"To Urania" by Joseph Brodsky
He won the Nobel Prize for Literature in 1987 and was appointed Poet Laureate of the United States in 1991. His books of poetry include “A Part of Speech” (1977) and “To Urania” (1988), both published by Farrar, Straus & Giroux.
Everything has its limit, including sorrow.
A windowpane stalls a stare. Nor does a grill abandon
a leaf. One may rattle the keys, gurgle down a swallow.
Loneliness cubes a man at random.
A camel sniffs at the rail with a resentful nostril;
a perspective cuts emptiness deep and even.
And what is space anyway if not the
body’s absence at every given
point? That’s why Urania’s older than sister Clio!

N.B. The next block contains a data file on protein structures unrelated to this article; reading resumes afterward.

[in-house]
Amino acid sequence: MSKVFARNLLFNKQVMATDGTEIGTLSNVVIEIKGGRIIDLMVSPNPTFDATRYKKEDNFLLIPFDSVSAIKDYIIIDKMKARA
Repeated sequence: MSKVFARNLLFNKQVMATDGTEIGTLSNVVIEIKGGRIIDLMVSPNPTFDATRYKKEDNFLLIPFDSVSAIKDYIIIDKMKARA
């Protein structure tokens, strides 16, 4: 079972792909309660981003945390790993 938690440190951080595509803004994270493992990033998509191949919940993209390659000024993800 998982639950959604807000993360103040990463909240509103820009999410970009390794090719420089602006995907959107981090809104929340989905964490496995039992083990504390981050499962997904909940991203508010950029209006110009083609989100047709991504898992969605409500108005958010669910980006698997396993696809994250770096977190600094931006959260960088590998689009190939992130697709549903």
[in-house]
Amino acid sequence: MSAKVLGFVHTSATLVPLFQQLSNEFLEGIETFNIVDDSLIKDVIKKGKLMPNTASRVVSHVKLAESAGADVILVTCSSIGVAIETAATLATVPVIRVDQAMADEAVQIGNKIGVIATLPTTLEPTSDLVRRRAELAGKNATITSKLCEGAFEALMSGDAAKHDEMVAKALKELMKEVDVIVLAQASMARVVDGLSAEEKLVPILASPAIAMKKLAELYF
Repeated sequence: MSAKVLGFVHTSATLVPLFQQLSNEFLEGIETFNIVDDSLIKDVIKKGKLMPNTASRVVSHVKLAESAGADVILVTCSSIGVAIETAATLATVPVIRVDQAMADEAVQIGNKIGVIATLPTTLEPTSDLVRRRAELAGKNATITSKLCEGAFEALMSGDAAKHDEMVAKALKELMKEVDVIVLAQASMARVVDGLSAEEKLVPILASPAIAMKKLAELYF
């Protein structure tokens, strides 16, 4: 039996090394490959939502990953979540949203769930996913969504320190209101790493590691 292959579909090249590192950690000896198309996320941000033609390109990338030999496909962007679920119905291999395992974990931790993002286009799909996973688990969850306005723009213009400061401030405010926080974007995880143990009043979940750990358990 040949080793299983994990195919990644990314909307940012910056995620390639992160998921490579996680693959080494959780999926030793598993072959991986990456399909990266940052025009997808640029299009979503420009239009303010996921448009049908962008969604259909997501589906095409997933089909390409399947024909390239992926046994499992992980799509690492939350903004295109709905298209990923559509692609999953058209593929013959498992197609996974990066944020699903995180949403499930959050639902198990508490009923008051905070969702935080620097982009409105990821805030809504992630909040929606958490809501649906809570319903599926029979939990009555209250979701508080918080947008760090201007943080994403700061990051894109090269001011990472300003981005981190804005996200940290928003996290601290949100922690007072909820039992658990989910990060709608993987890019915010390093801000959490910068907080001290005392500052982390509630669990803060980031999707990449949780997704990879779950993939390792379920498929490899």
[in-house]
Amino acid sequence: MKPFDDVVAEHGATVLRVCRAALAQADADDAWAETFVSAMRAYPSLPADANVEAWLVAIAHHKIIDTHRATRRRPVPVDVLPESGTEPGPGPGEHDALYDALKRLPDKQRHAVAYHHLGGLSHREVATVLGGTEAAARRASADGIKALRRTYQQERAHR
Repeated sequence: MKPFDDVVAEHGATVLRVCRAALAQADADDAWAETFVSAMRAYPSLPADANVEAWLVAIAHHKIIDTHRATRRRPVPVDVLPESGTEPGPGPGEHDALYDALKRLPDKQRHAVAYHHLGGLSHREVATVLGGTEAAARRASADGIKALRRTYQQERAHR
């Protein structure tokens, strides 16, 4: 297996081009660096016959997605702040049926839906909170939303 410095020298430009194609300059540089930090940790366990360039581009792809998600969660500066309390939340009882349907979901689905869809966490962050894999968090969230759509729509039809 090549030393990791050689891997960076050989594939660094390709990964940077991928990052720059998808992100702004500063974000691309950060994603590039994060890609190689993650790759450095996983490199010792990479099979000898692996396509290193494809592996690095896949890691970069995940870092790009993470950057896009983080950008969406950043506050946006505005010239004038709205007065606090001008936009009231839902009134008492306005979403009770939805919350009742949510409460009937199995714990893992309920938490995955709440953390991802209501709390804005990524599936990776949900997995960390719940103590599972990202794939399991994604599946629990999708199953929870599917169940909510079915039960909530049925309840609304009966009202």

In daylight or with the soot-rich lantern,
you see the globe’s pate free of any bio,
you see she hides nothing, unlike the latter.
There they are, blueberry-laden forests,
rivers where the folk with bare hands catch sturgeon
or the towns in whose soggy phone books
you are starring no longer; father eastward surge on
brown mountain ranges; wild mares carousing
in tall sedge; the cheeckbones get yellower
as they turn numerous. And still farther east, steam dreadnoughts
and the expanse grows blue like lace underwear.
(1981/ Translated by the author)
“To Urania” from TO URANIA by Joseph Brodsky. Copyright (c) 1988 by Joseph Brodsky. Used by arrangement with Farrar, Straus & Giroux, Inc. All rights reserved.
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